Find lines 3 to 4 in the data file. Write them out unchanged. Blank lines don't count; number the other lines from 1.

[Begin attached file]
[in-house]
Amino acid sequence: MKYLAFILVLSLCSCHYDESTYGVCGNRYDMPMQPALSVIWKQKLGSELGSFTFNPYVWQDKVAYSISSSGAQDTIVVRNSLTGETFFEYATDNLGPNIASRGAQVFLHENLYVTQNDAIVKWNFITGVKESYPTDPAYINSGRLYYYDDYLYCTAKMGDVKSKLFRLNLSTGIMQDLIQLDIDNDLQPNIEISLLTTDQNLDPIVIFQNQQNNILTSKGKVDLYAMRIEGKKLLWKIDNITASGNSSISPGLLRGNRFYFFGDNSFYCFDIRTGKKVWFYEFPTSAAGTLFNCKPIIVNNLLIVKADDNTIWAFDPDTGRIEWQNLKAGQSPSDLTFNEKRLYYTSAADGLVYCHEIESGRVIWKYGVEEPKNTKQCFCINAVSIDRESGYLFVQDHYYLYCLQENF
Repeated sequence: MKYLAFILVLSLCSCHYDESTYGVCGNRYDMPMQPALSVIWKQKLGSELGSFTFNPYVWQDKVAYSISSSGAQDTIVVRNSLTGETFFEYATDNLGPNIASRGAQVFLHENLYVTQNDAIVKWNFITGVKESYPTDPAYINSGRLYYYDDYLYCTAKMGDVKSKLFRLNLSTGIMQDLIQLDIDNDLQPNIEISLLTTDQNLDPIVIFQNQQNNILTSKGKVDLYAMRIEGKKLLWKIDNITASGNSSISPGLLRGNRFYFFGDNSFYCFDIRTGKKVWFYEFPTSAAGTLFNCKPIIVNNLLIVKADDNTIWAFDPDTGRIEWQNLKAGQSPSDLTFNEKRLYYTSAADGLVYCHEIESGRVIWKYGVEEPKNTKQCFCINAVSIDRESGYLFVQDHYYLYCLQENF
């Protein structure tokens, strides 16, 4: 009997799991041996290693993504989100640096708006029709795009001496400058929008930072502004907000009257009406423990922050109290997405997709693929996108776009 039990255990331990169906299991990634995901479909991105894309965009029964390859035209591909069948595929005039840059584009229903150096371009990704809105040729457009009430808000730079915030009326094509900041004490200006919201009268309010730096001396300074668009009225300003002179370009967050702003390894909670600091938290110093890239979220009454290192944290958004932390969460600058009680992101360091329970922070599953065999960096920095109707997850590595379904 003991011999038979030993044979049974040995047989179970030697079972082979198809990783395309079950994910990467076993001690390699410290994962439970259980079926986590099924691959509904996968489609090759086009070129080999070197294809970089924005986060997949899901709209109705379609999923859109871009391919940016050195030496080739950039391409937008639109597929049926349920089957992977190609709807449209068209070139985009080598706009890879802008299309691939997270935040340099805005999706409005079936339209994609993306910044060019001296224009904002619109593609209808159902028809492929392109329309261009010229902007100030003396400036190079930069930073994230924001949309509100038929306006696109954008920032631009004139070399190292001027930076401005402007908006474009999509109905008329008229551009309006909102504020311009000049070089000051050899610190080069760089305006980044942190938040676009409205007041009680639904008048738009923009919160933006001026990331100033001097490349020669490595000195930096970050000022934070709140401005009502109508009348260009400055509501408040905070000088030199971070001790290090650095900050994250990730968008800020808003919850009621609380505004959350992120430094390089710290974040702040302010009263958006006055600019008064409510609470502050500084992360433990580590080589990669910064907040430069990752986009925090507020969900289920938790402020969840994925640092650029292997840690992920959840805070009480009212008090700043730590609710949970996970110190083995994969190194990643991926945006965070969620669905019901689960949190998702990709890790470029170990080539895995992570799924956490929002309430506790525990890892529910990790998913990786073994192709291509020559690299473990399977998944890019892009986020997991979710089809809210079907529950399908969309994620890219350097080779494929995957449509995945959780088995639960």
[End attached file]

Repeated sequence: MKYLAFILVLSLCSCHYDESTYGVCGNRYDMPMQPALSVIWKQKLGSELGSFTFNPYVWQDKVAYSISSSGAQDTIVVRNSLTGETFFEYATDNLGPNIASRGAQVFLHENLYVTQNDAIVKWNFITGVKESYPTDPAYINSGRLYYYDDYLYCTAKMGDVKSKLFRLNLSTGIMQDLIQLDIDNDLQPNIEISLLTTDQNLDPIVIFQNQQNNILTSKGKVDLYAMRIEGKKLLWKIDNITASGNSSISPGLLRGNRFYFFGDNSFYCFDIRTGKKVWFYEFPTSAAGTLFNCKPIIVNNLLIVKADDNTIWAFDPDTGRIEWQNLKAGQSPSDLTFNEKRLYYTSAADGLVYCHEIESGRVIWKYGVEEPKNTKQCFCINAVSIDRESGYLFVQDHYYLYCLQENF
């Protein structure tokens, strides 16, 4: 009997799991041996290693993504989100640096708006029709795009001496400058929008930072502004907000009257009406423990922050109290997405997709693929996108776009 039990255990331990169906299991990634995901479909991105894309965009029964390859035209591909069948595929005039840059584009229903150096371009990704809105040729457009009430808000730079915030009326094509900041004490200006919201009268309010730096001396300074668009009225300003002179370009967050702003390894909670600091938290110093890239979220009454290192944290958004932390969460600058009680992101360091329970922070599953065999960096920095109707997850590595379904 003991011999038979030993044979049974040995047989179970030697079972082979198809990783395309079950994910990467076993001690390699410290994962439970259980079926986590099924691959509904996968489609090759086009070129080999070197294809970089924005986060997949899901709209109705379609999923859109871009391919940016050195030496080739950039391409937008639109597929049926349920089957992977190609709807449209068209070139985009080598706009890879802008299309691939997270935040340099805005999706409005079936339209994609993306910044060019001296224009904002619109593609209808159902028809492929392109329309261009010229902007100030003396400036190079930069930073994230924001949309509100038929306006696109954008920032631009004139070399190292001027930076401005402007908006474009999509109905008329008229551009309006909102504020311009000049070089000051050899610190080069760089305006980044942190938040676009409205007041009680639904008048738009923009919160933006001026990331100033001097490349020669490595000195930096970050000022934070709140401005009502109508009348260009400055509501408040905070000088030199971070001790290090650095900050994250990730968008800020808003919850009621609380505004959350992120430094390089710290974040702040302010009263958006006055600019008064409510609470502050500084992360433990580590080589990669910064907040430069990752986009925090507020969900289920938790402020969840994925640092650029292997840690992920959840805070009480009212008090700043730590609710949970996970110190083995994969190194990643991926945006965070969620669905019901689960949190998702990709890790470029170990080539895995992570799924956490929002309430506790525990890892529910990790998913990786073994192709291509020559690299473990399977998944890019892009986020997991979710089809809210079907529950399908969309994620890219350097080779494929995957449509995945959780088995639960």